I see so many people asking about training plans on here and I have tried myself to stick to one but I end up just going out when I get the chance.
Some weeks I might run short distances to work. Some I might do longer distances at home. All practically at the same pace apart from longer than 10k runs.
I'm not great but I am usually in the to 10-20% maybe in races. I did join a club but can't be structured due to other commitments.
Plus might be just me but I tend to just enjoy going out when I feel like it. Id love to get under 40 for a 10k but feel that I would have to become much more structured in terms of doing slow runs/intervals etc
Yes, loads of people. They probably don't talk about it as much though because there are fewer details to fine-tune in discussion with others!
I used to just run when I felt like it (most days, 4-7 miles, whatever pace I felt like) but then follow a 10-week plan leading up to a target race. Maybe that would be a good compromise if you want to get a 10k PB but also spend most of your time just doing what you feel like.
To be fair I struggle sticking to a 1 week plan, let alone 10 weeks.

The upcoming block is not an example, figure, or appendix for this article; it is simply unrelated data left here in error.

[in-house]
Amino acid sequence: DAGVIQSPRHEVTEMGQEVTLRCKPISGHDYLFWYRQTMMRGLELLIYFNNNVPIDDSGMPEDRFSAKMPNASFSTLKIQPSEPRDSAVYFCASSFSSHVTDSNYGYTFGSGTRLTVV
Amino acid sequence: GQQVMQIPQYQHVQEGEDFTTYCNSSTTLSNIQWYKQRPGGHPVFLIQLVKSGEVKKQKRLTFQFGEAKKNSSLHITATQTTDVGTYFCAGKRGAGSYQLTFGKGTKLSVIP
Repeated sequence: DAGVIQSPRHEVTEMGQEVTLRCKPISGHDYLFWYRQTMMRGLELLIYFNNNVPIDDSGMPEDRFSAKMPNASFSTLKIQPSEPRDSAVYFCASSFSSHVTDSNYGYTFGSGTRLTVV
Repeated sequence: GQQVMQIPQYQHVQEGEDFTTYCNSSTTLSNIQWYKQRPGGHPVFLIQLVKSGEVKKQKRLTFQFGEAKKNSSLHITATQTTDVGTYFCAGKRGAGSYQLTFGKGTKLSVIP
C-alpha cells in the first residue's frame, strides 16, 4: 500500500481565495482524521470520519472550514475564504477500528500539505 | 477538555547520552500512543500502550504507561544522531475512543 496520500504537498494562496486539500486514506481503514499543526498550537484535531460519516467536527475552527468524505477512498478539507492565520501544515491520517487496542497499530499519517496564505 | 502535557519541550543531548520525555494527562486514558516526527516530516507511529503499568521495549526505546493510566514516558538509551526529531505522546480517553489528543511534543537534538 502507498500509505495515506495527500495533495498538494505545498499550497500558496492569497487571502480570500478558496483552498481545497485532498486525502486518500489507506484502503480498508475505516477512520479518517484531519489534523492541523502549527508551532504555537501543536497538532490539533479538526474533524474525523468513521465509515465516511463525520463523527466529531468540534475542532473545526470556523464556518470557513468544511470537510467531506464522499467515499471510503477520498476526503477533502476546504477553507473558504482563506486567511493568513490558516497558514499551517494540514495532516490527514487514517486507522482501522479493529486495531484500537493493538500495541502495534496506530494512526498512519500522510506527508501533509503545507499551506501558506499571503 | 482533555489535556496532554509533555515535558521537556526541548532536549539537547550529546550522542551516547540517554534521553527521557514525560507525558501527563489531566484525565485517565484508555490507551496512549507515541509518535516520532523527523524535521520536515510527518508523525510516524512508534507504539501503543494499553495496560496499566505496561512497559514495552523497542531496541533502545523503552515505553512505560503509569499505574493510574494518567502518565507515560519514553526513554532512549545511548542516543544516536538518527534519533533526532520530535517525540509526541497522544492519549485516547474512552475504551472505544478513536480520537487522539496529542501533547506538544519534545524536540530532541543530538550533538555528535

Building up to a race I just make sure I increase my mileage and get some speed work in, thats about how far my structure goes, not very professional.
I think I just like running and I like going faster but I don't have the dedication to stick to a plan. Maybe I'm just doomed to forever be outside 40 mins
I don't use a plan but lots do. Its quite often a question of personality. Some need to be told what to do, even on their days off.
I used a plan simply to prevent myself getting injured. It worked beyond all expectations. 84 to 76 minutes for a HM in one year.
Now its day to day guess work. Plans are usually based on being able to recover from 'whats on the list'. If you cannot recover in time, the plan doesn't work.
I run according to how I feel. I have a few personal rules, ie sufficient rest days, tapering before longer races, trying not to overtrain etc.